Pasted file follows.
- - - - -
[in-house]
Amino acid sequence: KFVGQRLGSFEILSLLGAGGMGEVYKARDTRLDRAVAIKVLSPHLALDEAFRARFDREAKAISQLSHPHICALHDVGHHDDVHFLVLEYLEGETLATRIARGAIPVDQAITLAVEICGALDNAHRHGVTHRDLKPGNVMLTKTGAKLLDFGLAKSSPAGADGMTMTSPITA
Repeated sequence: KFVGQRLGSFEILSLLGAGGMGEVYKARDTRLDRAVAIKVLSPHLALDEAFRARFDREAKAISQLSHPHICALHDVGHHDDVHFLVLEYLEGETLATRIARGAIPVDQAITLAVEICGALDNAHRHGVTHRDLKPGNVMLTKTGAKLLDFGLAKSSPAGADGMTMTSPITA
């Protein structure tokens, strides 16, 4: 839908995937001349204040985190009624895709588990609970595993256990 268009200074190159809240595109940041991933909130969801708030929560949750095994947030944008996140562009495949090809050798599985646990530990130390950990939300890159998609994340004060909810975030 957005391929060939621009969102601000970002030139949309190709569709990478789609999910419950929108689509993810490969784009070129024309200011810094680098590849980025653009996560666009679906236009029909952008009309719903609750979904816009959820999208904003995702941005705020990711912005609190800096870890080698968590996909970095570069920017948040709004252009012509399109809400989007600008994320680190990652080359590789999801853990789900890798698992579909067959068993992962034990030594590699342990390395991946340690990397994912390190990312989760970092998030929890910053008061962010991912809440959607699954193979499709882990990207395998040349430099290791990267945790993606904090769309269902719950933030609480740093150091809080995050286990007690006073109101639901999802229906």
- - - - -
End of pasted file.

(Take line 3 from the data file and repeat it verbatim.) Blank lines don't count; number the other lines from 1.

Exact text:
Repeated sequence: KFVGQRLGSFEILSLLGAGGMGEVYKARDTRLDRAVAIKVLSPHLALDEAFRARFDREAKAISQLSHPHICALHDVGHHDDVHFLVLEYLEGETLATRIARGAIPVDQAITLAVEICGALDNAHRHGVTHRDLKPGNVMLTKTGAKLLDFGLAKSSPAGADGMTMTSPITA